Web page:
The Nagas

Hill Peoples of Northeast India

Project Introduction The Naga Database

typescript - J.H. Hutton's tour diary in the Naga Hills

caption: Snake bite; disposal of heads of dead at Wanching; various village complaints at Tamlu
medium: tours
person: Kongya/ of Kamahu
location: Tamlu Wanching Dimapur Namsang Kuntsung Toluba (Kansing Toluba)
date: 10.7.1926
person: Hutton/ J.H.
date: 5.7.1926-4.8.1926
person: Pitt Rivers Museum Archive, Oxford
refnum: Hutton Ms. Box 2
text: 10/7/1926 Via Wanching to Tamlu. Just after leaving Wakching I was rash enough to get bitten by a snake - a viper of sorts, I think. I picked it up, and having often handled them with care and impunity before, I was casual about the way I let it go and careless enough to give it a chance of whipping round and biting my finger which it did. However, I was not one penny the worse and it added incident to a long march.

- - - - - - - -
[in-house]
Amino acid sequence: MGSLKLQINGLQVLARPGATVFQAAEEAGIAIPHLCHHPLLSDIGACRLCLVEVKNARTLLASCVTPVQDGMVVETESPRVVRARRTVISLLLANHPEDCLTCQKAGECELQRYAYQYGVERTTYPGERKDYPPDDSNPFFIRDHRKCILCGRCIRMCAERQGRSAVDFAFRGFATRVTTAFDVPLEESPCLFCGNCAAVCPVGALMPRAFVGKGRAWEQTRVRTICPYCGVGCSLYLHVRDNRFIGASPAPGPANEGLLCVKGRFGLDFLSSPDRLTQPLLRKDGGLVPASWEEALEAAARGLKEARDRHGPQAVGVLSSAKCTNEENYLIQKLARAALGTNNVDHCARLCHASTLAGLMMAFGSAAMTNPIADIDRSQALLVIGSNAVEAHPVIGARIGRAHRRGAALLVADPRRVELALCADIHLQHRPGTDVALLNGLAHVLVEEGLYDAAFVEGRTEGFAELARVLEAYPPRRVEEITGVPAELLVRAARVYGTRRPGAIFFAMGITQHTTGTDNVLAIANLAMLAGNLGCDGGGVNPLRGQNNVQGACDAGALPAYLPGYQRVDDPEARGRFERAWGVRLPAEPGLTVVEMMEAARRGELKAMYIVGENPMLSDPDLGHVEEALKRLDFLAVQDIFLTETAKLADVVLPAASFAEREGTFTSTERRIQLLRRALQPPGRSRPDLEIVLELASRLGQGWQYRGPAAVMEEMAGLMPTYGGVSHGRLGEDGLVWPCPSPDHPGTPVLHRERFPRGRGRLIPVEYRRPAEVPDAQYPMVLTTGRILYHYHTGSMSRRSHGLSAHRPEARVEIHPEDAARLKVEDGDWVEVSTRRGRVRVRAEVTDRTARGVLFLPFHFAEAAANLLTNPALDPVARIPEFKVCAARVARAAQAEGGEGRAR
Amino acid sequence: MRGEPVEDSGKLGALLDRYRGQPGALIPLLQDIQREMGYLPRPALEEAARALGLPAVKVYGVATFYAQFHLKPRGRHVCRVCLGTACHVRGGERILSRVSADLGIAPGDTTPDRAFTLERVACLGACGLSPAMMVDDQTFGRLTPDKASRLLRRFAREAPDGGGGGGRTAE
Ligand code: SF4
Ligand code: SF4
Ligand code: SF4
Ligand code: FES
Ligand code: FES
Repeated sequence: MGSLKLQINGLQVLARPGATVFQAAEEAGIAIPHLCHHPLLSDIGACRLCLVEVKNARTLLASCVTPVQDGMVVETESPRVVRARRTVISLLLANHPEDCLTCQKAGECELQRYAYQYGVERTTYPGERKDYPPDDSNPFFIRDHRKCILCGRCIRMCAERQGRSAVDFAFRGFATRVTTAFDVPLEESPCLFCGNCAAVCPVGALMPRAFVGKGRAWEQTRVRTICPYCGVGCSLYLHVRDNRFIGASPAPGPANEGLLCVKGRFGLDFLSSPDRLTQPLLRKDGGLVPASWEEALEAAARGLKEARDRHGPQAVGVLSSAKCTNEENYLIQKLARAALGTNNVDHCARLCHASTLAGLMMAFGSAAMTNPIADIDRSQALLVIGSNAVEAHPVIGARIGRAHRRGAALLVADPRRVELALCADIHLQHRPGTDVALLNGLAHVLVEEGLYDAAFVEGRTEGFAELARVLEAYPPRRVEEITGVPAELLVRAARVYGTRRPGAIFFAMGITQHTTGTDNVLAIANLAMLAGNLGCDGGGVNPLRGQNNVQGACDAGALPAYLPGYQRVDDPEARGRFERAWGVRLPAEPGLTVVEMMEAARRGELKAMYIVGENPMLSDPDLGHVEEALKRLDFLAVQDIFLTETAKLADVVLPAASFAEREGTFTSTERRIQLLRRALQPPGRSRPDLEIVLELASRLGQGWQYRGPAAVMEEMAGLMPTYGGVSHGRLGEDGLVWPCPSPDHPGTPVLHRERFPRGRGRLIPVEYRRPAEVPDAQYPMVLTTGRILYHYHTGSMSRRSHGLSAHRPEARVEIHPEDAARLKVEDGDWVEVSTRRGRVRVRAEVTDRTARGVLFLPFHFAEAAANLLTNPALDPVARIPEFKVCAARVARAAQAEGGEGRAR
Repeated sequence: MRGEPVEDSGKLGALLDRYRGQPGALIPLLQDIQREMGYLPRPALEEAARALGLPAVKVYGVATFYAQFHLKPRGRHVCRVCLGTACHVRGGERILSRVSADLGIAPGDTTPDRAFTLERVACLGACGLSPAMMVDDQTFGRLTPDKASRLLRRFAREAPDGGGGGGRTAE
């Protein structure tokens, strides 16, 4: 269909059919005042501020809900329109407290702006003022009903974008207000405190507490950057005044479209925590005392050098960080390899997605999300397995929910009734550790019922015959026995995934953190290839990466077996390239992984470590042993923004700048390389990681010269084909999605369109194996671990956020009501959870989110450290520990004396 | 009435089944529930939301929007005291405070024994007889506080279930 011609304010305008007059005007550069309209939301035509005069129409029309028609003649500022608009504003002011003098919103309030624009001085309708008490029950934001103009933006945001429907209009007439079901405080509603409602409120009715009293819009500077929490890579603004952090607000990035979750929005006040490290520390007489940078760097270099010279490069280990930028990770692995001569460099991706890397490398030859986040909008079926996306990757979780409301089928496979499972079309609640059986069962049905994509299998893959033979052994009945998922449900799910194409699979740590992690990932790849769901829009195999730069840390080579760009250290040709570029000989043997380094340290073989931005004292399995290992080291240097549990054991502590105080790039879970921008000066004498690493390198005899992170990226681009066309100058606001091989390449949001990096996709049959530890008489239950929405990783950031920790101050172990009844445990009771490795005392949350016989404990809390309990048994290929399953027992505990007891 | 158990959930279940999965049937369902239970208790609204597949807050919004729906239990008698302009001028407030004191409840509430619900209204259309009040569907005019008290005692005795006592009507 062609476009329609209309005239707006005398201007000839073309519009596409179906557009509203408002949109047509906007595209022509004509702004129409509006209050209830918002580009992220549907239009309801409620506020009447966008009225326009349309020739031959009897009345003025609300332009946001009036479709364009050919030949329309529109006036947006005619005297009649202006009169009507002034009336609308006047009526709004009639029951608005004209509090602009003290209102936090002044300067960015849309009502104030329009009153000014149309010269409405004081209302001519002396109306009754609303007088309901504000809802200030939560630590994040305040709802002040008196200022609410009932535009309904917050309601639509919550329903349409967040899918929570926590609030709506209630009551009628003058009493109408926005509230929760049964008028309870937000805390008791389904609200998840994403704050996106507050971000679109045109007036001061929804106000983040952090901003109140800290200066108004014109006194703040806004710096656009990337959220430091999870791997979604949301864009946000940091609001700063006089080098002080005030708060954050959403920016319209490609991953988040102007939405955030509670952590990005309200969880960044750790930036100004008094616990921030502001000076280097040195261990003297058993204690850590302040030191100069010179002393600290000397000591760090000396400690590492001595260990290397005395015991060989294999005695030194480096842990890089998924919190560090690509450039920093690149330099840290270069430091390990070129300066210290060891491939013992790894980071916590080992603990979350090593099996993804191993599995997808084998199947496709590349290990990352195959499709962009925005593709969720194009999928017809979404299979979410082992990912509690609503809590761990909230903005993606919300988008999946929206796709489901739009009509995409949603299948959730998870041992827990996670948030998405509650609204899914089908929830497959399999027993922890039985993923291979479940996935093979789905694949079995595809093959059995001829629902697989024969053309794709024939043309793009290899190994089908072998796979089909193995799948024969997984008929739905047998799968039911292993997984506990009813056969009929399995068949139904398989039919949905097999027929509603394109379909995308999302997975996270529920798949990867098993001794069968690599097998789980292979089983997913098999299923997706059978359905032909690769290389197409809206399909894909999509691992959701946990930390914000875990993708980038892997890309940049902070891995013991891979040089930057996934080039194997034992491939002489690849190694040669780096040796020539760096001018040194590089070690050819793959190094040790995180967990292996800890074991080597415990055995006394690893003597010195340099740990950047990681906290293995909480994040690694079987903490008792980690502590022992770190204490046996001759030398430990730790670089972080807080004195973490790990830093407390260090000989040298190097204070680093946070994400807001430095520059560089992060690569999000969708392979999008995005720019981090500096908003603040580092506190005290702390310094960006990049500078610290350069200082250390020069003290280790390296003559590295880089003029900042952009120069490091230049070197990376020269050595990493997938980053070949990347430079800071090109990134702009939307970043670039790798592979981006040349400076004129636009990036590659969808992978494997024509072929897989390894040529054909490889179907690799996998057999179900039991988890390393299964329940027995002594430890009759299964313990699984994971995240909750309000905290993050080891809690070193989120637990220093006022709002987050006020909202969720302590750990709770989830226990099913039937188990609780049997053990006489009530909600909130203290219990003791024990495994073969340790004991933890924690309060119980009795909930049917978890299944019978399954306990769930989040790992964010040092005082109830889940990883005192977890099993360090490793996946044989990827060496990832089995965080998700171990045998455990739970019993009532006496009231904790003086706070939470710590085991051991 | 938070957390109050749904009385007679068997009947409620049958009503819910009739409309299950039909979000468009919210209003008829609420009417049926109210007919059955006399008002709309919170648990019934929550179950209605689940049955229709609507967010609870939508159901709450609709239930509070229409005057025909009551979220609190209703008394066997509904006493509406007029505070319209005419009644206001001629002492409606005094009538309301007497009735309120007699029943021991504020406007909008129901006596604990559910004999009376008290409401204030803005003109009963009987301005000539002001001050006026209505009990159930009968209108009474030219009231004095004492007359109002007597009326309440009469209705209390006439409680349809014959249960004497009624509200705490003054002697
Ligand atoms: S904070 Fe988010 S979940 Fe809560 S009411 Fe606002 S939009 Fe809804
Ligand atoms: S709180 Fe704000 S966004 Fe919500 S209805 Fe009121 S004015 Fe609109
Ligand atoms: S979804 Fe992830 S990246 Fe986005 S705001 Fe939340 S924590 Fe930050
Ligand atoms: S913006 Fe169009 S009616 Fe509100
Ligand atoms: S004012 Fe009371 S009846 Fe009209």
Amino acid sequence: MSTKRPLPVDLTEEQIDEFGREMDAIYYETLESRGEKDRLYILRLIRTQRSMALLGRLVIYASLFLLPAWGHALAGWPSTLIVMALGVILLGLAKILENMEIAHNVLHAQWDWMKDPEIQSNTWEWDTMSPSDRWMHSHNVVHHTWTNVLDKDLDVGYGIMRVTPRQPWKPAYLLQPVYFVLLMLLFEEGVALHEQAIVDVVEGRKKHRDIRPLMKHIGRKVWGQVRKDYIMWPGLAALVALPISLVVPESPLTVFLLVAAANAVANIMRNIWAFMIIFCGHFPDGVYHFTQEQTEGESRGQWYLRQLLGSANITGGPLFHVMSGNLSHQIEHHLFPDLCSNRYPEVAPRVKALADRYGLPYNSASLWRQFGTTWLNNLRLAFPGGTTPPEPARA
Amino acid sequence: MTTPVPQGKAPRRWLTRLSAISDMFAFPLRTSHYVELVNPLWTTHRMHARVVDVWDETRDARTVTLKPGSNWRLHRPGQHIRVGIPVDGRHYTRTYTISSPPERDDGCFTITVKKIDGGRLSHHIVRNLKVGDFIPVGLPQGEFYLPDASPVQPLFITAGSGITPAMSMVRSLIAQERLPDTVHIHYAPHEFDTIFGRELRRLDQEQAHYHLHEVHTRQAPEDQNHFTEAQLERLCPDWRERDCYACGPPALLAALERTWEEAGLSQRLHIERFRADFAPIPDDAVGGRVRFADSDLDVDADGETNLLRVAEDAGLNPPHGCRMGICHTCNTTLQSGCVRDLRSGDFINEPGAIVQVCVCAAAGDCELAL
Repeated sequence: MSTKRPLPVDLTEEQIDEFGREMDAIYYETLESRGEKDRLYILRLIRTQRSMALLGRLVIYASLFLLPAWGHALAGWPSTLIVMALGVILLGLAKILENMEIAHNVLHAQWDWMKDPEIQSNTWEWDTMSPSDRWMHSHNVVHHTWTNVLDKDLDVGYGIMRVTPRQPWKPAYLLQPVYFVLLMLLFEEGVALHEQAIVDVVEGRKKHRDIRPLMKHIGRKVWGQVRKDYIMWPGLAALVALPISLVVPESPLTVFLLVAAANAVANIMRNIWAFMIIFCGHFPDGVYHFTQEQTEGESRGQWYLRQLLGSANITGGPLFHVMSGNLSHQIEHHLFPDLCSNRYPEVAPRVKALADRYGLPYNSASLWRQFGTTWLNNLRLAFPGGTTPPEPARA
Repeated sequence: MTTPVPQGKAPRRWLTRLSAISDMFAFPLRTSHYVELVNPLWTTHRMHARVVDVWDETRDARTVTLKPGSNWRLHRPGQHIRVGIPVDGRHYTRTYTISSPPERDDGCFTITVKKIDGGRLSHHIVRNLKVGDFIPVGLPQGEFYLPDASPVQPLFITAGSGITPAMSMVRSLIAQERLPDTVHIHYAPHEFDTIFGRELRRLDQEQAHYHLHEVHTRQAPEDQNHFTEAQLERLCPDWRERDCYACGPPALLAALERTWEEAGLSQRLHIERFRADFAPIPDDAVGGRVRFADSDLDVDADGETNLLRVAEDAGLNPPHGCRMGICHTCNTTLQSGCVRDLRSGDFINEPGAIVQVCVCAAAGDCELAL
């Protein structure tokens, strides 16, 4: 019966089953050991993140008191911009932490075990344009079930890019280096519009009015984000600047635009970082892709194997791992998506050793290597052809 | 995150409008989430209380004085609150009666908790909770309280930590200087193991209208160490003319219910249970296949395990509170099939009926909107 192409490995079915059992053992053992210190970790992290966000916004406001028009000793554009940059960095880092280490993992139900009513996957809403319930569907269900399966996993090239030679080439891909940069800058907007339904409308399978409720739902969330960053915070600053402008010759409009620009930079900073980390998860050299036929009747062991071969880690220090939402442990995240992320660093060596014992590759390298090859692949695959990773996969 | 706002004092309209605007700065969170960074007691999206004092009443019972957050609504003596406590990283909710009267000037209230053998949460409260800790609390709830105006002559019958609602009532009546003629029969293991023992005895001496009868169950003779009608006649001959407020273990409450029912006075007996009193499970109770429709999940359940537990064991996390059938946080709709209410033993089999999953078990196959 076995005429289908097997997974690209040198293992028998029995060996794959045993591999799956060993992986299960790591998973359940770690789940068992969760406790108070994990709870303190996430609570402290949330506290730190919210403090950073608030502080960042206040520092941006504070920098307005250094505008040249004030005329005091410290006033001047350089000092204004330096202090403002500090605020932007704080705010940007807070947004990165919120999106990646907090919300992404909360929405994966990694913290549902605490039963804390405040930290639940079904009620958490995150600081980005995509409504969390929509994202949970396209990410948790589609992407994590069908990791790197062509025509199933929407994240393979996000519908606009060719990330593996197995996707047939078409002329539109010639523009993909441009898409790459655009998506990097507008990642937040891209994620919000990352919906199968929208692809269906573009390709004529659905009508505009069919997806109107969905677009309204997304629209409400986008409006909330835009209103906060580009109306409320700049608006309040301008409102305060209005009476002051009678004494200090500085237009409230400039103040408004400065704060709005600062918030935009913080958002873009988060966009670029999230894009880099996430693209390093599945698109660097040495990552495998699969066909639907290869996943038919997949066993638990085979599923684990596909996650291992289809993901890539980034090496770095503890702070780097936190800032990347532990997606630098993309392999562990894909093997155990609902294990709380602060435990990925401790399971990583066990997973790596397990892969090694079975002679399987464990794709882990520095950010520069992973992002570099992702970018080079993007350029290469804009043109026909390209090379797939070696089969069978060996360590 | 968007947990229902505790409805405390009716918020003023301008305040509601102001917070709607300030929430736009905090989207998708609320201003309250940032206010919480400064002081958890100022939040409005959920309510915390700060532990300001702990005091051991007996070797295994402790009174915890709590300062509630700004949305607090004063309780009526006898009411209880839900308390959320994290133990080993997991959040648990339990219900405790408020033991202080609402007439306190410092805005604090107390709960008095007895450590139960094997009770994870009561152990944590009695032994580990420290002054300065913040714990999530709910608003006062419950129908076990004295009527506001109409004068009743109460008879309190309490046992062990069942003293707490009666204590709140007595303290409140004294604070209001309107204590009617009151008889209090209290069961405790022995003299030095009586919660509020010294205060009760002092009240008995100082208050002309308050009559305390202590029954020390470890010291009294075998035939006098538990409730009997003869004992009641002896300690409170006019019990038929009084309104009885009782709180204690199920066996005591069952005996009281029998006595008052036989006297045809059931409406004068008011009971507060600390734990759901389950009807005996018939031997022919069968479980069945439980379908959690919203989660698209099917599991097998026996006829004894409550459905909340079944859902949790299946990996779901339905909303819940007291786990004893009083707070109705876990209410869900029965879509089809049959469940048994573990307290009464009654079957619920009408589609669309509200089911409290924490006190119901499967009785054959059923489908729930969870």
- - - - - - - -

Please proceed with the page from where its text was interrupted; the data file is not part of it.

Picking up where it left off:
text: Wanching dispose of the heads of their dead as Wakching do in little stone phalli fashioned to suit the sex of the deceased and some of them very decidedly suggestive of Dimapur. Persons of no importance with no friends who will be bothered to carve a stone for their skulls have them just put into an earthen pot and covered with a flat stone.
text: At Tamlu Namsang came in with a grouse about opium and complaints about many opium eaters having their licences taken away, and also with another complaint about elephants. One Kongya from Kamahu was also in to see if I was going to take any action about a dispute and an affray in that village, but I told him that transfrontier villages must settle their own internal affairs. Kansing Toluba also came with a grouse about their not being allowed to go to the plains. They could not or would not give me any reasons why they were not allowed, pretending they did not know.